Fade Away Page 54

“Did Marty Felder know about the gambling?” Myron asked.

“I can’t say for certain,” Clip said. “The doctor told me about the amazing lengths gamblers go to keep their addiction a secret. But Marty Felder handled most of Greg’s money. If he didn’t know, I’d be surprised.”

Behind Clip’s head was a poster of this year’s team. Myron looked at it a moment. The co-captains, TC and Greg, were kneeling in front. Greg smiled widely. TC sneered in typical fashion. “So even when you first hired me,” Myron said, “you suspected Greg’s disappearance had something to do with his gambling.”

“No.” Then thinking further, Clip added, “At least not in the way you think. I never thought Greg’s bookie would harm him. I figured the Forte deal bought him time.”

“Then in what way?”

“I worried about his sanity.” Clip motioned to Greg’s image on the poster behind him. “Greg is not the most balanced person to begin with, but I wondered how much the pressure from the gambling debt weighed on his already questionable sanity. He loved his image, you know, strange as that might sound. He loved being a fan favorite more than the money. But if his fans learned the truth, who knows how they’d react? So I wondered if all of this pressure was too much for him. If maybe he had snapped.”

“And now that a woman is dead,” Myron asked, “what do you think?”

Clip shook his head vehemently. “I know Greg better than anyone. When he feels trapped, he runs away. He wouldn’t kill anyone. I believe that with all my heart. He is not a violent man. Greg learned the dangers of violence a long time ago.”

No one spoke for several moments. Myron and Win both waited for Clip to elaborate. When he didn’t, Win said, “Mr. Arnstein, do you have anything else to tell us?”

“No. That’s all.”

Win rose without another word or gesture and walked out of the office. Myron sort of shrugged and started after him.


He turned back to Clip. The old man was standing now. His eyes looked moist.

“Have a good game tonight,” he said softly. “It’s only a game, after all. Remember that.”

Myron nodded, discomfited yet again by Clip’s demeanor. He jogged ahead and caught up with Win.

“Do you have my ticket?” Win asked.

Myron handed it to him.

“Describe this Thumper person please.”

Myron did. When they reached the elevator, Win said, “Your Mr. Arnstein is still not telling us the truth.”

“Anything concrete or just a hunch?”

“I don’t do hunches,” Win said. “Do you believe him?”

“I’m not sure.”

“You are fond of Mr. Arnstein, are you not?”


“Even though he has already admitted lying to you?”


“Then let me present you with an interesting scenario,” Win said. “Who, besides Greg, has the most to lose if his gambling addiction becomes public knowledge? Who, besides Greg, would have the greatest motive to keep Liz Gorman silent? And finally, if Greg Downing was about to become a terrible embarrassment to the franchise—to the point of devaluating if not destroying Clip Arnstein’s chances of maintaining control—who would have the best motive to make sure Greg Downing disappeared?”

Myron did not bother answering.

Chapter 25

The seat next to Thumper was open. Win took it and gave her the full-wattage smile.

“Good evening,” he said.

She smiled back. “Hello.”

“You must be Ms. Mason.”

She nodded. “And you are Windsor Horne Lockwood III. I recognize you from the picture in Forbes.”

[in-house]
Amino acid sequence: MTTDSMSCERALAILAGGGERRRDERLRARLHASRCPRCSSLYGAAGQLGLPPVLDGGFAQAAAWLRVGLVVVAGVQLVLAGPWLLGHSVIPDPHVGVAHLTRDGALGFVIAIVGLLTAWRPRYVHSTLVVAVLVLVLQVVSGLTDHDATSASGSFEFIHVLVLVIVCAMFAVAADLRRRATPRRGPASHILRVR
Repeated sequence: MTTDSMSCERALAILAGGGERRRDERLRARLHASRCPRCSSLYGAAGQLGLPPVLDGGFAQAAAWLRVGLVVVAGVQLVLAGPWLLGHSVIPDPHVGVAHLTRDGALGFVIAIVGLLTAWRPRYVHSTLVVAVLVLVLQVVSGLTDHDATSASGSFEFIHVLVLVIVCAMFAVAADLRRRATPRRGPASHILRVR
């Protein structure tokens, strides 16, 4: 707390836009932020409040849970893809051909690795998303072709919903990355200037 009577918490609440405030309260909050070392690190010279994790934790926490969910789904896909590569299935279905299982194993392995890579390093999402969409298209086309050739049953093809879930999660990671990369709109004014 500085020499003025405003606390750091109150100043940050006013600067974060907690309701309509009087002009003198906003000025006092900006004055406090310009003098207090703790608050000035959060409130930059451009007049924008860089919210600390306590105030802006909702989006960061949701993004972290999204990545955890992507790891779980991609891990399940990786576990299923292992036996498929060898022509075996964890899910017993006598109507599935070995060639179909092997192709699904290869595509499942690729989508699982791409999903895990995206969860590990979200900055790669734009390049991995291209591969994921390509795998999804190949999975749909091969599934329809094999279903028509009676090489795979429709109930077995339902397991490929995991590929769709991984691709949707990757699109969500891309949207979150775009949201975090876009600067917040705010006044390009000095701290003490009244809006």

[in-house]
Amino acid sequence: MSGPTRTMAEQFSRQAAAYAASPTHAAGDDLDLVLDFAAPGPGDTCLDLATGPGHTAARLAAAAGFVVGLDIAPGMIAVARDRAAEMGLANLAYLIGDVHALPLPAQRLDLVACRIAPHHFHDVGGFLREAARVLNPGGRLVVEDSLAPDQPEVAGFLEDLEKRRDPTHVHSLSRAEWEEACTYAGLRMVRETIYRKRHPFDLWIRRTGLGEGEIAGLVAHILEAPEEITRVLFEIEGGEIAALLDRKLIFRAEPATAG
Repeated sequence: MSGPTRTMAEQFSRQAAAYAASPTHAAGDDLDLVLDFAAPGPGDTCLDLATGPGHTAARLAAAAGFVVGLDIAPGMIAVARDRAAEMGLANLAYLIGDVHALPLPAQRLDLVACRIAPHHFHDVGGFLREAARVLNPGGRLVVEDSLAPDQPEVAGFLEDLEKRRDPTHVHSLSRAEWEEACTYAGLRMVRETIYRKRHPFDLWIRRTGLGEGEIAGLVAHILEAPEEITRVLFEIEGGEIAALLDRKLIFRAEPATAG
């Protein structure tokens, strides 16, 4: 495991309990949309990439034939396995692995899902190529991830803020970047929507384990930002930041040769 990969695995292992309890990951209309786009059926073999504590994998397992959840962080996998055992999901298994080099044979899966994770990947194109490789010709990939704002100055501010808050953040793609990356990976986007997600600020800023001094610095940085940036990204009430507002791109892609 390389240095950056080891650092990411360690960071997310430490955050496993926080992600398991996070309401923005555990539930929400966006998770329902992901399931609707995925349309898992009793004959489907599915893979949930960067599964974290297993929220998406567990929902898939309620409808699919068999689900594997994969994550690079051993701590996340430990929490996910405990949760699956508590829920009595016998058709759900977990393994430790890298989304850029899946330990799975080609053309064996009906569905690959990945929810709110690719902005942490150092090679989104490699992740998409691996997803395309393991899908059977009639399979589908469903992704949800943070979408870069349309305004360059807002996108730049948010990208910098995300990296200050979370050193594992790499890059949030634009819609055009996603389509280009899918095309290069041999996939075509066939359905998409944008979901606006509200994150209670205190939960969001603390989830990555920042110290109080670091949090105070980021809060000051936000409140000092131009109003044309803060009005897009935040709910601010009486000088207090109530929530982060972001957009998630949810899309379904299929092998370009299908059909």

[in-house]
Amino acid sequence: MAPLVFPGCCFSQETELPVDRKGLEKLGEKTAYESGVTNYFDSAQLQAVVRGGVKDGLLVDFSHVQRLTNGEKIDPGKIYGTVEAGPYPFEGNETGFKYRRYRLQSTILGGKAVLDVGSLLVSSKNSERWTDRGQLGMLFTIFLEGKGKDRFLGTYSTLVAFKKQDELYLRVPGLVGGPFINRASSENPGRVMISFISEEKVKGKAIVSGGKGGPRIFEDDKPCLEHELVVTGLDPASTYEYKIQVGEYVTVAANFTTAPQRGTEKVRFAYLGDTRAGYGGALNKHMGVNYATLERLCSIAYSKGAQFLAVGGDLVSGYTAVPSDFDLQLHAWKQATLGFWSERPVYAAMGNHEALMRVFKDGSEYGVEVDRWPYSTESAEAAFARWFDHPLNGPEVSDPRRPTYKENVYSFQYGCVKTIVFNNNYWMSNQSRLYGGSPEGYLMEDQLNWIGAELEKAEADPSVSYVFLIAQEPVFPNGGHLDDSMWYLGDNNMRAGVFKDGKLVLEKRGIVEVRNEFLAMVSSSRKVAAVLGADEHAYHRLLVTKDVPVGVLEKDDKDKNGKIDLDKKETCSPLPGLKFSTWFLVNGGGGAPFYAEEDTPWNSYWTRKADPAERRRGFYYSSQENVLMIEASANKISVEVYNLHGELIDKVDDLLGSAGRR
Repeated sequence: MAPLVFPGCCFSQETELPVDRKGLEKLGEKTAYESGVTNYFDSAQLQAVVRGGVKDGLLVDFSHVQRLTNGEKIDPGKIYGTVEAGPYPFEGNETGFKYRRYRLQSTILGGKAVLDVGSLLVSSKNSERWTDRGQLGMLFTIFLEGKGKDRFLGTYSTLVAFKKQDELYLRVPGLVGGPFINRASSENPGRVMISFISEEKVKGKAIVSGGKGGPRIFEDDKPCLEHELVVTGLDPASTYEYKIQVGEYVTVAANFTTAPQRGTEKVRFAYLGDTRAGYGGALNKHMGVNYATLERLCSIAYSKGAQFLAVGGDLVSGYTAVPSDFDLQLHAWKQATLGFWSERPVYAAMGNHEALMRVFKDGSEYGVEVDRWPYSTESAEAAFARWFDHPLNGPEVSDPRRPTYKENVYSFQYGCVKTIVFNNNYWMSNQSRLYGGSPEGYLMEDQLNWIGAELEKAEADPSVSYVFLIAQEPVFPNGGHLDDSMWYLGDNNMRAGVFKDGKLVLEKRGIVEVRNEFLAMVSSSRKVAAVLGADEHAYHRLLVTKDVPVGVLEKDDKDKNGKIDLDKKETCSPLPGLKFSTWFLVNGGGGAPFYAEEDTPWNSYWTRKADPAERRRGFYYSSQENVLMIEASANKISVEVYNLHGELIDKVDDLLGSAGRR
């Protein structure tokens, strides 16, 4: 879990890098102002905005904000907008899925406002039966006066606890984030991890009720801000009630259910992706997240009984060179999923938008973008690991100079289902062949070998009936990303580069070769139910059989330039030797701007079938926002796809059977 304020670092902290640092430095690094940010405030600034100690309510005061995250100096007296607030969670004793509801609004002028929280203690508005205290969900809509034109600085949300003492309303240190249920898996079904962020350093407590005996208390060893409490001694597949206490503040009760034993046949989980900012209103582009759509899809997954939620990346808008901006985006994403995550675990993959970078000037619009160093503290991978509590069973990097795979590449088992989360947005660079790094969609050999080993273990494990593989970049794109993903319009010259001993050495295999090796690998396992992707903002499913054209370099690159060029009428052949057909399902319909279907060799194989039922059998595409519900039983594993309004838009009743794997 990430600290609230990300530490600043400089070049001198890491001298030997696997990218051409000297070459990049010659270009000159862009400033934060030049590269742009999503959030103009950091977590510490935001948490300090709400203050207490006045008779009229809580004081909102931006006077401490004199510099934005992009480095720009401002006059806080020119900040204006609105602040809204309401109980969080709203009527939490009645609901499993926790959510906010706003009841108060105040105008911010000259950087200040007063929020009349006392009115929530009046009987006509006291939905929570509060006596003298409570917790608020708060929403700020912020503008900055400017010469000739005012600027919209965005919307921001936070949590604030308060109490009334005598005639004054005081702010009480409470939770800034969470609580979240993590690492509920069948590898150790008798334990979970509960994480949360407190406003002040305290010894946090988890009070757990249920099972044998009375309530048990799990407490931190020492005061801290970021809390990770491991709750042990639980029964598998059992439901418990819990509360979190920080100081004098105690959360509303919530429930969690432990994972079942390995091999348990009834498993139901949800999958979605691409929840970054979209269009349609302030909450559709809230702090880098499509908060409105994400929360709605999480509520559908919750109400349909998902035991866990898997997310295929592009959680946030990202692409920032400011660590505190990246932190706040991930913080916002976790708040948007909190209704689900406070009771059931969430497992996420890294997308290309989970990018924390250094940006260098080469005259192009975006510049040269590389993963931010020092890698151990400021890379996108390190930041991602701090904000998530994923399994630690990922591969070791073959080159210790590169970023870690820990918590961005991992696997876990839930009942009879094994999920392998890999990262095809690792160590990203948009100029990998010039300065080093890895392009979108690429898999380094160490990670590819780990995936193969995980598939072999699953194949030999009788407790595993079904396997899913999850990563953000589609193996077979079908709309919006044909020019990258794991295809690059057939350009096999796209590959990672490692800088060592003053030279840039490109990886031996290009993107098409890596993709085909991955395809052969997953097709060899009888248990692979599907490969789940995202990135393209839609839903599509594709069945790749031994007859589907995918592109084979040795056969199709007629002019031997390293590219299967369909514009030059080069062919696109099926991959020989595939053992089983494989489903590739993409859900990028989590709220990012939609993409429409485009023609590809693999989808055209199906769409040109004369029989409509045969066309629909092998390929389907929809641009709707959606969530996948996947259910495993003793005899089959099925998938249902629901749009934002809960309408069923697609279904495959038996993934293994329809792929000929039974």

They shook hands, their eyes meeting. Their hands released one another; their eyes didn’t. “A pleasure to meet you, Ms. Mason.”

“Please call me Maggie.”

“Yes, fine.” Win upped the smile for a moment. A buzzer sounded on the court. The first quarter was over. He saw Myron stand up to let his teammates sit. Seeing him dressed in a uniform on an NBA court hit Win in a very weird, unpleasant way. He didn’t like to watch. He turned back toward Thumper. She looked at him expectantly.

“I understand that you are seeking employment with my firm,” Win said.


“Do you mind if I ask you a few questions?”

“Please do.” She motioned a welcome with her hand.

“You are currently employed by Kimmel Brothers, are you not?”


“How many traders do they currently engage?” Win asked.

“Less than ten,” she said. “We’re very small.”

“I see.” Win did the steepling, feigning consideration of her words. “Do you work there on weekends?”


“Weekend evenings?”

Her eyes narrowed just slightly, then relaxed back into place. “Sometimes,” she repeated.

“How about last Saturday night?”

“Pardon me?”

“You know Greg Downing, do you not?”

“Of course, but—”

“As you are no doubt aware,” Win continued, “he has been missing since last Saturday night. Interestingly enough, the last call Mr. Downing made from his home was to your office. Do you recall that phone call?”

“Mr. Lockwood—”

“Please. Call me Win.”

“I don’t know what you’re trying to do here—”

“It’s quite simple really,” Win interrupted. “Last night, you told my associate Mr. Bolitar that you had not spoken to Greg Downing in several months. Yet, as I have just told you, I have information that contradicts your statement. So there is a discrepancy here—a discrepancy that may cause some to view you, Ms. Mason, as less than honest. I cannot have that at Lock-Horne Securities. My employees must be beyond reproach. For that reason, I’d like you to explain this contradiction.”

Win took out a bag of peanuts from his coat pocket. He shelled a few in the neatest manner imaginable, swept the shells with small movements into a second bag, then placed the peanuts into his mouth one at a time.

“How do you know Mr. Downing called my office?” Thumper asked.

“Please,” Win said with a side glance. “Let us not waste time with trivialities. His call is an established fact. You know it. I know it. Let us move beyond it.”

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